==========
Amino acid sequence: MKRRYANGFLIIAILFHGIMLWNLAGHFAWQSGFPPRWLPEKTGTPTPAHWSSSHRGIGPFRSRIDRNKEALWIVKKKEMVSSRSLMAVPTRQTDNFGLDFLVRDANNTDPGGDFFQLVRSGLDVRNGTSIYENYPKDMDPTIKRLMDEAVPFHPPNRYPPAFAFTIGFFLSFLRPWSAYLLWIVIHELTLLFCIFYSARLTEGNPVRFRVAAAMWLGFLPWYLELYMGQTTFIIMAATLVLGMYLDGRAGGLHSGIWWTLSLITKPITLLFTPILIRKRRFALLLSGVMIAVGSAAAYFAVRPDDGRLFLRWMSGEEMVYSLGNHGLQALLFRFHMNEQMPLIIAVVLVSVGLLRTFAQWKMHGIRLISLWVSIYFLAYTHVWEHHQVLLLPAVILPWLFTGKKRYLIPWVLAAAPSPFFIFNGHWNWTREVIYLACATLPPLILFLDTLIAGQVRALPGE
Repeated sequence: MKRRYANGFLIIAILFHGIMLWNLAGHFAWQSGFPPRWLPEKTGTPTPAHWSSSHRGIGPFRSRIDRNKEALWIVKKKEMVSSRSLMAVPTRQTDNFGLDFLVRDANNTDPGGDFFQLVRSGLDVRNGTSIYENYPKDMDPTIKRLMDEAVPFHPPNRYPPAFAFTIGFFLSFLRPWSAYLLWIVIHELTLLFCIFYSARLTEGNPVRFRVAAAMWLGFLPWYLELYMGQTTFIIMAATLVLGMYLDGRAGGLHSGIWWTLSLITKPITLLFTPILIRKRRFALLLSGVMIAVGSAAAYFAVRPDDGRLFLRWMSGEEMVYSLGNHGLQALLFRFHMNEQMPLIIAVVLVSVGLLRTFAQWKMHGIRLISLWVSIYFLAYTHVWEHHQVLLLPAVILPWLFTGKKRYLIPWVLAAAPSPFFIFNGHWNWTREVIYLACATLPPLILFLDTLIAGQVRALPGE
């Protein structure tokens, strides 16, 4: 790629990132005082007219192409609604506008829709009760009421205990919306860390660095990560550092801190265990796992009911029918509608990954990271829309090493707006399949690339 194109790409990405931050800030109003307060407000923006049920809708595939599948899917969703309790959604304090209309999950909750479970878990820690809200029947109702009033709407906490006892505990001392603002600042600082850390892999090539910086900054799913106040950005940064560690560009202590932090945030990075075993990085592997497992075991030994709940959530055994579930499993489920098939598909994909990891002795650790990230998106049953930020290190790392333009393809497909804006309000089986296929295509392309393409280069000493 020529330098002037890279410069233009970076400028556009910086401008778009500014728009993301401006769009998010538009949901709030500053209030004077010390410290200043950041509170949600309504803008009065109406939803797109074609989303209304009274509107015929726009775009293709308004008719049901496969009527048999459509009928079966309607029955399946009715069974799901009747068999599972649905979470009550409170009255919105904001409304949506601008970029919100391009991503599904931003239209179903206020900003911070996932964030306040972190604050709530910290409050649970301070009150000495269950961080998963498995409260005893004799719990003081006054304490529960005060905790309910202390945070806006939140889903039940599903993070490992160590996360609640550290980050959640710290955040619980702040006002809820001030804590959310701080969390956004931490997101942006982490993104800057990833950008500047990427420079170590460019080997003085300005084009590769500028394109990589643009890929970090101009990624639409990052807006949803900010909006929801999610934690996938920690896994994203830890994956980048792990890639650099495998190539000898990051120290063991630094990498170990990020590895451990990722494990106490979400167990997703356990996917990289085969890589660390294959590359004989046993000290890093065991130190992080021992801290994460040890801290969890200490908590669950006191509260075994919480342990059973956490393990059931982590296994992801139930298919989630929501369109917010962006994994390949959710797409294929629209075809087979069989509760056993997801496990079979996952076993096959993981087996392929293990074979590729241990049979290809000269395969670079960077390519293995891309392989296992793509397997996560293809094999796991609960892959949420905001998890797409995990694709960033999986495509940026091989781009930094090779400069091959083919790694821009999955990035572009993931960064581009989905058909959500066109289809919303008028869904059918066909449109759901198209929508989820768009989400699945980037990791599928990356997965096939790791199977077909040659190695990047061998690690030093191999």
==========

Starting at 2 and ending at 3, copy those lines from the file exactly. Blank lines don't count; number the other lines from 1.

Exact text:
Repeated sequence: MKRRYANGFLIIAILFHGIMLWNLAGHFAWQSGFPPRWLPEKTGTPTPAHWSSSHRGIGPFRSRIDRNKEALWIVKKKEMVSSRSLMAVPTRQTDNFGLDFLVRDANNTDPGGDFFQLVRSGLDVRNGTSIYENYPKDMDPTIKRLMDEAVPFHPPNRYPPAFAFTIGFFLSFLRPWSAYLLWIVIHELTLLFCIFYSARLTEGNPVRFRVAAAMWLGFLPWYLELYMGQTTFIIMAATLVLGMYLDGRAGGLHSGIWWTLSLITKPITLLFTPILIRKRRFALLLSGVMIAVGSAAAYFAVRPDDGRLFLRWMSGEEMVYSLGNHGLQALLFRFHMNEQMPLIIAVVLVSVGLLRTFAQWKMHGIRLISLWVSIYFLAYTHVWEHHQVLLLPAVILPWLFTGKKRYLIPWVLAAAPSPFFIFNGHWNWTREVIYLACATLPPLILFLDTLIAGQVRALPGE
């Protein structure tokens, strides 16, 4: 790629990132005082007219192409609604506008829709009760009421205990919306860390660095990560550092801190265990796992009911029918509608990954990271829309090493707006399949690339 194109790409990405931050800030109003307060407000923006049920809708595939599948899917969703309790959604304090209309999950909750479970878990820690809200029947109702009033709407906490006892505990001392603002600042600082850390892999090539910086900054799913106040950005940064560690560009202590932090945030990075075993990085592997497992075991030994709940959530055994579930499993489920098939598909994909990891002795650790990230998106049953930020290190790392333009393809497909804006309000089986296929295509392309393409280069000493 020529330098002037890279410069233009970076400028556009910086401008778009500014728009993301401006769009998010538009949901709030500053209030004077010390410290200043950041509170949600309504803008009065109406939803797109074609989303209304009274509107015929726009775009293709308004008719049901496969009527048999459509009928079966309607029955399946009715069974799901009747068999599972649905979470009550409170009255919105904001409304949506601008970029919100391009991503599904931003239209179903206020900003911070996932964030306040972190604050709530910290409050649970301070009150000495269950961080998963498995409260005893004799719990003081006054304490529960005060905790309910202390945070806006939140889903039940599903993070490992160590996360609640550290980050959640710290955040619980702040006002809820001030804590959310701080969390956004931490997101942006982490993104800057990833950008500047990427420079170590460019080997003085300005084009590769500028394109990589643009890929970090101009990624639409990052807006949803900010909006929801999610934690996938920690896994994203830890994956980048792990890639650099495998190539000898990051120290063991630094990498170990990020590895451990990722494990106490979400167990997703356990996917990289085969890589660390294959590359004989046993000290890093065991130190992080021992801290994460040890801290969890200490908590669950006191509260075994919480342990059973956490393990059931982590296994992801139930298919989630929501369109917010962006994994390949959710797409294929629209075809087979069989509760056993997801496990079979996952076993096959993981087996392929293990074979590729241990049979290809000269395969670079960077390519293995891309392989296992793509397997996560293809094999796991609960892959949420905001998890797409995990694709960033999986495509940026091989781009930094090779400069091959083919790694821009999955990035572009993931960064581009989905058909959500066109289809919303008028869904059918066909449109759901198209929508989820768009989400699945980037990791599928990356997965096939790791199977077909040659190695990047061998690690030093191999």